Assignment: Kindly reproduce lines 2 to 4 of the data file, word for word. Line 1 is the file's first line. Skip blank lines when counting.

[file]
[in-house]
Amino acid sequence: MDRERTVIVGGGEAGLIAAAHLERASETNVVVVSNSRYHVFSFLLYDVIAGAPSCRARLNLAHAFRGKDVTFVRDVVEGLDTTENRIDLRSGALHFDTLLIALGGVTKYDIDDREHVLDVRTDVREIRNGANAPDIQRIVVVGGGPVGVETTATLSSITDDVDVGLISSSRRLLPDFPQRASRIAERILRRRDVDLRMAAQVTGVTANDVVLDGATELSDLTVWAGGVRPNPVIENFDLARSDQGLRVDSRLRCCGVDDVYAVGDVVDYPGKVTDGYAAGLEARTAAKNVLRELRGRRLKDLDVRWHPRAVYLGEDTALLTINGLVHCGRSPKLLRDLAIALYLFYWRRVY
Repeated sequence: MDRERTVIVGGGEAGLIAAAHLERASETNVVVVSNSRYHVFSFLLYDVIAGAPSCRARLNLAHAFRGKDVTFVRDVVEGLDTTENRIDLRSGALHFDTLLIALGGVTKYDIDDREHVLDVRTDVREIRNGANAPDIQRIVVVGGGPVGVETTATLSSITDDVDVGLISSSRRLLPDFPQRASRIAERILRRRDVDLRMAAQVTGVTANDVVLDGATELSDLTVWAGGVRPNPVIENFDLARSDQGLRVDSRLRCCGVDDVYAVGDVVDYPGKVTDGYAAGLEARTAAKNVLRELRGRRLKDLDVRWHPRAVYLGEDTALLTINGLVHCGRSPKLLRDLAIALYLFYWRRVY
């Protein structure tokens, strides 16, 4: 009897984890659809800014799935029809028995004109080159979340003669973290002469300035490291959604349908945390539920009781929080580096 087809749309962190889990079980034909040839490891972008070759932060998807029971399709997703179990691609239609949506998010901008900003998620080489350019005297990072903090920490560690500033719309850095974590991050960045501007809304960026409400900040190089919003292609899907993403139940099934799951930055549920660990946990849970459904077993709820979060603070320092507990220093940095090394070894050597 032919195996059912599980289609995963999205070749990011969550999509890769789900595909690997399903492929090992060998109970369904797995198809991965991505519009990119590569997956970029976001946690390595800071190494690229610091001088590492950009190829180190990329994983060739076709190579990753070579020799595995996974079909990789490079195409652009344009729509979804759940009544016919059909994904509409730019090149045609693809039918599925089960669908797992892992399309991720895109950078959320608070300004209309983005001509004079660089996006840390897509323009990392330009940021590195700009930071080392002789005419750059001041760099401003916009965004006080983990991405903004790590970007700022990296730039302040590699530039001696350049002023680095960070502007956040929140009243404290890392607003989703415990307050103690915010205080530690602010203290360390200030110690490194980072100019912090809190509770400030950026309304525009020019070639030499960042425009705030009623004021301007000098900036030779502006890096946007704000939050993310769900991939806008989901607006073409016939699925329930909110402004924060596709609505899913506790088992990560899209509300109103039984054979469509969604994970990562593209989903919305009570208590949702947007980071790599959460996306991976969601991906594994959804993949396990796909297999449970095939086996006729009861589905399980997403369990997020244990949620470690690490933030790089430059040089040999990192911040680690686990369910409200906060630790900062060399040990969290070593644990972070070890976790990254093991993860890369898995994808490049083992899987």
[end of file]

Amino acid sequence: MDRERTVIVGGGEAGLIAAAHLERASETNVVVVSNSRYHVFSFLLYDVIAGAPSCRARLNLAHAFRGKDVTFVRDVVEGLDTTENRIDLRSGALHFDTLLIALGGVTKYDIDDREHVLDVRTDVREIRNGANAPDIQRIVVVGGGPVGVETTATLSSITDDVDVGLISSSRRLLPDFPQRASRIAERILRRRDVDLRMAAQVTGVTANDVVLDGATELSDLTVWAGGVRPNPVIENFDLARSDQGLRVDSRLRCCGVDDVYAVGDVVDYPGKVTDGYAAGLEARTAAKNVLRELRGRRLKDLDVRWHPRAVYLGEDTALLTINGLVHCGRSPKLLRDLAIALYLFYWRRVY
Repeated sequence: MDRERTVIVGGGEAGLIAAAHLERASETNVVVVSNSRYHVFSFLLYDVIAGAPSCRARLNLAHAFRGKDVTFVRDVVEGLDTTENRIDLRSGALHFDTLLIALGGVTKYDIDDREHVLDVRTDVREIRNGANAPDIQRIVVVGGGPVGVETTATLSSITDDVDVGLISSSRRLLPDFPQRASRIAERILRRRDVDLRMAAQVTGVTANDVVLDGATELSDLTVWAGGVRPNPVIENFDLARSDQGLRVDSRLRCCGVDDVYAVGDVVDYPGKVTDGYAAGLEARTAAKNVLRELRGRRLKDLDVRWHPRAVYLGEDTALLTINGLVHCGRSPKLLRDLAIALYLFYWRRVY
């Protein structure tokens, strides 16, 4: 009897984890659809800014799935029809028995004109080159979340003669973290002469300035490291959604349908945390539920009781929080580096 087809749309962190889990079980034909040839490891972008070759932060998807029971399709997703179990691609239609949506998010901008900003998620080489350019005297990072903090920490560690500033719309850095974590991050960045501007809304960026409400900040190089919003292609899907993403139940099934799951930055549920660990946990849970459904077993709820979060603070320092507990220093940095090394070894050597 032919195996059912599980289609995963999205070749990011969550999509890769789900595909690997399903492929090992060998109970369904797995198809991965991505519009990119590569997956970029976001946690390595800071190494690229610091001088590492950009190829180190990329994983060739076709190579990753070579020799595995996974079909990789490079195409652009344009729509979804759940009544016919059909994904509409730019090149045609693809039918599925089960669908797992892992399309991720895109950078959320608070300004209309983005001509004079660089996006840390897509323009990392330009940021590195700009930071080392002789005419750059001041760099401003916009965004006080983990991405903004790590970007700022990296730039302040590699530039001696350049002023680095960070502007956040929140009243404290890392607003989703415990307050103690915010205080530690602010203290360390200030110690490194980072100019912090809190509770400030950026309304525009020019070639030499960042425009705030009623004021301007000098900036030779502006890096946007704000939050993310769900991939806008989901607006073409016939699925329930909110402004924060596709609505899913506790088992990560899209509300109103039984054979469509969604994970990562593209989903919305009570208590949702947007980071790599959460996306991976969601991906594994959804993949396990796909297999449970095939086996006729009861589905399980997403369990997020244990949620470690690490933030790089430059040089040999990192911040680690686990369910409200906060630790900062060399040990969290070593644990972070070890976790990254093991993860890369898995994808490049083992899987």